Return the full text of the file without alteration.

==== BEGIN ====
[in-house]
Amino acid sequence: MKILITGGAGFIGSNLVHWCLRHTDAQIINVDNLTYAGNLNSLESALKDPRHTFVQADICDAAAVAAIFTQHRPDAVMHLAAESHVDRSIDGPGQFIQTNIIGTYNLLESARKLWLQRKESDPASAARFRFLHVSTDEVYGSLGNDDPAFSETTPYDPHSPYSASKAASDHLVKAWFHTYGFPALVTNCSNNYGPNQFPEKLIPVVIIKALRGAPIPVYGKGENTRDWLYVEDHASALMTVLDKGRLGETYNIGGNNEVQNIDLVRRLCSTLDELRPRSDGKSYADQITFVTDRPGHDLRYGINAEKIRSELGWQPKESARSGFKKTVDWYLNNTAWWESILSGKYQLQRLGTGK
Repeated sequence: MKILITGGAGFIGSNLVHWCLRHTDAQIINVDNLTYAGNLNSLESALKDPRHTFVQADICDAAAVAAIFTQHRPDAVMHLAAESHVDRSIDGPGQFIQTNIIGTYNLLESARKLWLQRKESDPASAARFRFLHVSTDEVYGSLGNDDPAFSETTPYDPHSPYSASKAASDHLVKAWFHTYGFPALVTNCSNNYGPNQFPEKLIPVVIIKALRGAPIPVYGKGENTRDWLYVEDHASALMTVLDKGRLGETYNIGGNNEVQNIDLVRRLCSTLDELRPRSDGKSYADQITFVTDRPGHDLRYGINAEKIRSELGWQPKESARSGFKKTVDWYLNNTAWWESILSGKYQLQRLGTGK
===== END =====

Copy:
[in-house]
Amino acid sequence: MKILITGGAGFIGSNLVHWCLRHTDAQIINVDNLTYAGNLNSLESALKDPRHTFVQADICDAAAVAAIFTQHRPDAVMHLAAESHVDRSIDGPGQFIQTNIIGTYNLLESARKLWLQRKESDPASAARFRFLHVSTDEVYGSLGNDDPAFSETTPYDPHSPYSASKAASDHLVKAWFHTYGFPALVTNCSNNYGPNQFPEKLIPVVIIKALRGAPIPVYGKGENTRDWLYVEDHASALMTVLDKGRLGETYNIGGNNEVQNIDLVRRLCSTLDELRPRSDGKSYADQITFVTDRPGHDLRYGINAEKIRSELGWQPKESARSGFKKTVDWYLNNTAWWESILSGKYQLQRLGTGK
Repeated sequence: MKILITGGAGFIGSNLVHWCLRHTDAQIINVDNLTYAGNLNSLESALKDPRHTFVQADICDAAAVAAIFTQHRPDAVMHLAAESHVDRSIDGPGQFIQTNIIGTYNLLESARKLWLQRKESDPASAARFRFLHVSTDEVYGSLGNDDPAFSETTPYDPHSPYSASKAASDHLVKAWFHTYGFPALVTNCSNNYGPNQFPEKLIPVVIIKALRGAPIPVYGKGENTRDWLYVEDHASALMTVLDKGRLGETYNIGGNNEVQNIDLVRRLCSTLDELRPRSDGKSYADQITFVTDRPGHDLRYGINAEKIRSELGWQPKESARSGFKKTVDWYLNNTAWWESILSGKYQLQRLGTGK